This article was first published in the Huffington Post:
Instagram is many things.
A means of keeping in touch with friends and trends worldwide in an easy scroll and endorphin popping hit of the like button? Yes.
A conduit to the spreading of information – albeit, that’s not always verifiable? Certainly.
A tool celebrating diversity within beauty? Increasingly, no.
As a makeup artist, I am bombarded by beauty looks on the site from both individuals and brands, which seem to perpetuate a westernised, outdated and male ideal of female beauty. The site has become a microcosm of a bigger system at work dictating what is defined as beautiful; but it’s time we challenge the beauty status quo.
To get to the root of the problem, we must first acknowledge that diversity in beauty is not just about skin tone.
“Available in shades to suit every skin tone!” brands scream, beside paint daubed wrists. Yet the makeup looks that dominate my feed perpetuate a homogeneous, sexualised type of beauty that is constantly and subtly pitched as the ideal – regardless of skin tone.
We are told to contour to create the illusion of an oval face shape.
Variations of different coloured smokey eye shadows are applied to create a western-looking socket and finished with flicked eyeliner.
“Asian or hooded eyelid? Poor you,” we’re told. “Start layering, or – even better – use tape to fake the desired shape!”
Make sure your lips are full and plump.
The newest edition to this obscene rulebook is highlighter painted on cheekbones and the “cupids bow” that would be visible from Space. Tin Man called: he wants the look back.
From Sweden to Australia, LA to Abu Dhabi, #beautyinspo posts on the site regurgitate the same look of female beauty.
The American comedian Tina Fey pre-empted this acknowledgment in her 2011 biography, ‘Bossy Pants’: “Now every girl is expected to have Caucasian blue eyes, full Spanish lips, a classic button nose, hairless Asian skin with a California tan, a Jamaican dance hall ass, long Swedish legs, small Japanese feet, the abs of a lesbian gym owner, the hips of a nine-year-old boy, the arms of Michelle Obama, and doll tits. The person closest to actually achieving this look is Kim Kardashian, who, as we know, was made by Russian scientists to sabotage our athletes.”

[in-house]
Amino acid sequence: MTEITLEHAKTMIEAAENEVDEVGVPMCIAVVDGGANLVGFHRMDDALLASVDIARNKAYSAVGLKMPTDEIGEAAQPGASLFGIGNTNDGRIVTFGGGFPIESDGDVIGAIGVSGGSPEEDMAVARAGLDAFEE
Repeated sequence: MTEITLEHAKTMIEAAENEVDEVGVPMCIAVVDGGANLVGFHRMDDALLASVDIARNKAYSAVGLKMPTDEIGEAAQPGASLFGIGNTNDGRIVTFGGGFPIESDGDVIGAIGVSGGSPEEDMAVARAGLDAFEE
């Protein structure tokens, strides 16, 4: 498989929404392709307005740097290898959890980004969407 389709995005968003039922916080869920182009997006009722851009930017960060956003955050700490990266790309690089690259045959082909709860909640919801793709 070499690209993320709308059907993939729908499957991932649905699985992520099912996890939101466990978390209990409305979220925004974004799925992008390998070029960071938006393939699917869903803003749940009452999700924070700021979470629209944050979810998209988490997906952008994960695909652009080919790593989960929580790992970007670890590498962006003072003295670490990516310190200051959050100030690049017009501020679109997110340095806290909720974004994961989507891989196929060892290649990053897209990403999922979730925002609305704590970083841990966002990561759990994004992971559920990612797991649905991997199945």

Eight years later, whilst this beauty ideal may have shifted from Kim Kardashian to her younger sister, Kylie, for women and young girls it is the creation of a baked, highlighted, contoured, plump-lipped pixie that we are told to strive for in our makeup. This is the look instagram and beauty brands are constantly pitching to us.
When I look at cosmetic face maps or tutorials showing desirable cheek or lip shapes, I often wonder whose perception of beauty were they based on. Who deemed this type of beauty covetable in the first place?
We can make guesses. Big names in beauty and once independent brands are increasingly under the control of a small round table of multinational companies (Estée Lauder, L’Oreal, Unilever, etc,), which themselves are predominantly run by a white, over-50 and male corporate governance.
A comparable example in fashion is the one dimensional ideal endorsed by the Victoria Secret Fashion Show, though this is notably being called out and is affecting their bottom line – no pun intended. But while in the fashion world, body shape conformity and representation is challenged online and in advertising, the beauty industry remains a sticky web of uniformity, which until now has not been held to scrutiny. Questioning the beauty status quo is one crucial way of changing it.
So what part does social media to play in upholding this ideal? Instagram and the beauty problem could be likened to Facebook and the fake news scandal. Whilst it is debatable whether the site created the problem, it is without question that it helps spread, normalise and perpetuate an untruth through its ability to target and prioritise information – its very business model.
The site acts as a beauty reference map for younger generations. Instagram has over 500 million active daily users, more than 90% of its users are under 35, and over 50% of them are women. For example, a fourteen-year-old likes a photo of Kylie Jenner, and they are targeted with posts of a similar aesthetic. Instagram directs you towards and keeps you within the bounds of a one-dimensional beauty corridor and you don’t even realise it.
More broadly, social media sites have struggled to police their content since they emerged over the past decade. If they won’t take responsibility, as users we can try and take back some control by being more cautious with our likes, being more aware of what we are targeted with, and by seeking out variety in what we see.
My favourite part of the modern makeup landscape is that individuals from so many different backgrounds, genders and sexual orientations, feel able to use and enjoy makeup. Makeup instagram ‘influencers’ are also often assertively confident and empowered young men and women; the homogeneous looks they churn out are as a result disappointing, seeming to fly entirely in the face of that independence.
2019 must see a shift to celebrating more diverse types of beauty, face shapes, ages as well as skin tones, and a broader questioning amongst the makeup community of why and who is telling us to create the aesthetic we see propagated on instagram.